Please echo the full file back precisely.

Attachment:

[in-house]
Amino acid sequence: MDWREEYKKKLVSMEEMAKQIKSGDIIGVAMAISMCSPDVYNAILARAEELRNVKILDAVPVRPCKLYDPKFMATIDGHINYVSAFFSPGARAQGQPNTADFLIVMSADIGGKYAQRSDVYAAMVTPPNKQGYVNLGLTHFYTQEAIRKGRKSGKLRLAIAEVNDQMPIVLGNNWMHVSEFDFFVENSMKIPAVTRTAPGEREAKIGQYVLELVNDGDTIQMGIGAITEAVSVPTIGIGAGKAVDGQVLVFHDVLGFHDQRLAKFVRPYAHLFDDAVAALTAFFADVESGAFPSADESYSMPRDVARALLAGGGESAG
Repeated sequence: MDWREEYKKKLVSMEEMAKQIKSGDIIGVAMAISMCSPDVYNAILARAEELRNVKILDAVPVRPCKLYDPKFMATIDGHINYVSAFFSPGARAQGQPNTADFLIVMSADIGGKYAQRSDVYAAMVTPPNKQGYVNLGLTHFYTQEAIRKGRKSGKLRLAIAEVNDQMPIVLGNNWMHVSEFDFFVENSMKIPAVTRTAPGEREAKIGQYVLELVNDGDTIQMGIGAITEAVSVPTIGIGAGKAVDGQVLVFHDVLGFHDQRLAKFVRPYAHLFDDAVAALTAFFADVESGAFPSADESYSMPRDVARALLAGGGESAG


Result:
[in-house]
Amino acid sequence: MDWREEYKKKLVSMEEMAKQIKSGDIIGVAMAISMCSPDVYNAILARAEELRNVKILDAVPVRPCKLYDPKFMATIDGHINYVSAFFSPGARAQGQPNTADFLIVMSADIGGKYAQRSDVYAAMVTPPNKQGYVNLGLTHFYTQEAIRKGRKSGKLRLAIAEVNDQMPIVLGNNWMHVSEFDFFVENSMKIPAVTRTAPGEREAKIGQYVLELVNDGDTIQMGIGAITEAVSVPTIGIGAGKAVDGQVLVFHDVLGFHDQRLAKFVRPYAHLFDDAVAALTAFFADVESGAFPSADESYSMPRDVARALLAGGGESAG
Repeated sequence: MDWREEYKKKLVSMEEMAKQIKSGDIIGVAMAISMCSPDVYNAILARAEELRNVKILDAVPVRPCKLYDPKFMATIDGHINYVSAFFSPGARAQGQPNTADFLIVMSADIGGKYAQRSDVYAAMVTPPNKQGYVNLGLTHFYTQEAIRKGRKSGKLRLAIAEVNDQMPIVLGNNWMHVSEFDFFVENSMKIPAVTRTAPGEREAKIGQYVLELVNDGDTIQMGIGAITEAVSVPTIGIGAGKAVDGQVLVFHDVLGFHDQRLAKFVRPYAHLFDDAVAALTAFFADVESGAFPSADESYSMPRDVARALLAGGGESAG